Pseudo-Random Sequences
Introduction:
A Pseudo-random Noise (PN) sequence is a sequence of binary numbers, e.g. ±1, which appears to be random; but is in fact perfectly deterministic. The sequence appears to be random in the sense that the binary values and groups or runs of the same binary value occur in the sequence in the same proportion they would if the sequence were being generated based on a fair "coin tossing" experiment. In the experiment, each head could result in one binary value and a tail the other value.
Pseudo-Random Sequence Generator:
- Binary sequences are shifted through the shift registers in response to clock pulses, and the output of the various stages are logically combined and fed back as the input to the first stage.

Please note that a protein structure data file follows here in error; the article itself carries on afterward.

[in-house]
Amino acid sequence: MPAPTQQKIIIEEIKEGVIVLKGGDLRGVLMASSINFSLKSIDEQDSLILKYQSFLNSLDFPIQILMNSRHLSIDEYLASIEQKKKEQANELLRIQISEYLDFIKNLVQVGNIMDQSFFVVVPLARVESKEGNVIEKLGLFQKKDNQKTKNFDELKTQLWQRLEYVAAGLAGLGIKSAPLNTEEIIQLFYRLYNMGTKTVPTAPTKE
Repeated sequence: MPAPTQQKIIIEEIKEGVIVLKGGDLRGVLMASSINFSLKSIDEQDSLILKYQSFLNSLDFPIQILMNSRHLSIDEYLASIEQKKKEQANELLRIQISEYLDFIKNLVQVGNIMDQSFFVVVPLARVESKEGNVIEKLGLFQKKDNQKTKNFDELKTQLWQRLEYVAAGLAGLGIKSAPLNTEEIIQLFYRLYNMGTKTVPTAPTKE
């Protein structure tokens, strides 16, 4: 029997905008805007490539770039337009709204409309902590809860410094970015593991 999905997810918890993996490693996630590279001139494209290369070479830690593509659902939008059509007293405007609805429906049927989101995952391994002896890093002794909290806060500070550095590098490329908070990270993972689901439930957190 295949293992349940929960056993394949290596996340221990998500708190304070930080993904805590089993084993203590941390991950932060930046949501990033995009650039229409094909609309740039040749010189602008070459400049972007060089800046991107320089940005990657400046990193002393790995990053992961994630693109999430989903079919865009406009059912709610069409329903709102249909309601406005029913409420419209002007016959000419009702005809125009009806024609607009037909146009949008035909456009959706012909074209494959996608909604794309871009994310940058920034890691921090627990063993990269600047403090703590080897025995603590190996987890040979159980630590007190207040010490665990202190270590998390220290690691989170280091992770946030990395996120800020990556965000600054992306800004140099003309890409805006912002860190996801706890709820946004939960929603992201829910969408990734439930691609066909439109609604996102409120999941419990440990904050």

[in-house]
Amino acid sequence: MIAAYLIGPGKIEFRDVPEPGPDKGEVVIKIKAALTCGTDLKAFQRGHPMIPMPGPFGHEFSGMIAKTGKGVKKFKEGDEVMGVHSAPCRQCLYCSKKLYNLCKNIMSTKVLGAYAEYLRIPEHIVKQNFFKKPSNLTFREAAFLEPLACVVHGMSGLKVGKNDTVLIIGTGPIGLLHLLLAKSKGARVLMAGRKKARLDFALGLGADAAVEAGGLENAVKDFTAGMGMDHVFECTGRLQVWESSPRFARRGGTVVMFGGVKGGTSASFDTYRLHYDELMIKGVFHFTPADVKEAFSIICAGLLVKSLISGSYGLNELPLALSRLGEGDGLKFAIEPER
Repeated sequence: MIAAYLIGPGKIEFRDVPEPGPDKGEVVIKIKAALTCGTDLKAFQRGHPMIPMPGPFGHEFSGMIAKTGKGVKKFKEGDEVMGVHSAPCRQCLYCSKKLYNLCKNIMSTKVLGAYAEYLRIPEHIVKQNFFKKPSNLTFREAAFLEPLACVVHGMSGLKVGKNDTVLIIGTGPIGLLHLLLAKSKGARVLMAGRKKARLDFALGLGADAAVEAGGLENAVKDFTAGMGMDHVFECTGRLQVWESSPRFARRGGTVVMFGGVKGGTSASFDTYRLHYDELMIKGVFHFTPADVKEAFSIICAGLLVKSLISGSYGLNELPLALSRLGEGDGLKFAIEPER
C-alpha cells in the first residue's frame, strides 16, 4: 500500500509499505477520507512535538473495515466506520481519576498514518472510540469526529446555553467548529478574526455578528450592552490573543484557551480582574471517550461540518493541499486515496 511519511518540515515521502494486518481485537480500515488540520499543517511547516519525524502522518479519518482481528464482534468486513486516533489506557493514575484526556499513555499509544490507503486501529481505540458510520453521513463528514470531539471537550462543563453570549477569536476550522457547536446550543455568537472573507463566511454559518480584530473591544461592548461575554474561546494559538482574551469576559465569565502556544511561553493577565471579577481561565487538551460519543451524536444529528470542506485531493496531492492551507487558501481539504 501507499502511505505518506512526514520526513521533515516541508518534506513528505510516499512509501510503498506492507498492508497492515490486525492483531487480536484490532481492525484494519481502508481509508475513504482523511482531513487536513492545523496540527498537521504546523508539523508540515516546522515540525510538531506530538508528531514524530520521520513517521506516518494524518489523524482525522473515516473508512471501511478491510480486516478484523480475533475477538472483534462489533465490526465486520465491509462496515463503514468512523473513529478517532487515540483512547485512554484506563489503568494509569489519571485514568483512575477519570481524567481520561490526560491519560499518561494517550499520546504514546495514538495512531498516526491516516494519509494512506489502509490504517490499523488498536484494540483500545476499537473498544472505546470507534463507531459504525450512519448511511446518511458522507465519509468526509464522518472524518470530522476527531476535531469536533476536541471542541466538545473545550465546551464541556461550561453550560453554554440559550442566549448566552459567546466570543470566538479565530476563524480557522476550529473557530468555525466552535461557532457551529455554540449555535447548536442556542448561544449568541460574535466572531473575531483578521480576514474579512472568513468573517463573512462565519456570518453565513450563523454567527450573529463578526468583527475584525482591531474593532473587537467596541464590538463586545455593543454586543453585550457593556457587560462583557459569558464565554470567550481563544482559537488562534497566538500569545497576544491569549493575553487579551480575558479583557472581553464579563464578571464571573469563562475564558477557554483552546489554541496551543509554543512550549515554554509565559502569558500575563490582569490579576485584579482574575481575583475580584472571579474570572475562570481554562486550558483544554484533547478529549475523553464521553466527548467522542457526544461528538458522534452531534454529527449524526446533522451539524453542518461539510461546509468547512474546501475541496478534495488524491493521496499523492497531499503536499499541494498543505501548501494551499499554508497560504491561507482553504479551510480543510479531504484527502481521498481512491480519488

Figure 12.2 Block diagram of a generalized feedback shift register with m stages. |
PN sequence generator:
- When the feedback logic consists of exclusive-OR gates, the shift register is called a linear PN sequence generator.
- There are exactly 2^{M}-1 nonzero states for an rn-stage feedback shift register, the period of a PN sequence produced by a linear M-stage shift register cannot exceed2^{M}-1 symbols.
- A sequence of period 2^{M}-1 generated by a linear feedback register is called a maximal length (ML) sequence
Figure 12.2 PN Sequence Generators |
A pseudonoise sequence has many characteristics that are similar to those of random binary sequences
- They having a nearly equal number of 0s and 1s.
- They having a very low correlation between shifted versions of the sequence.
- They having a very low crosscorrelation between any two sequences.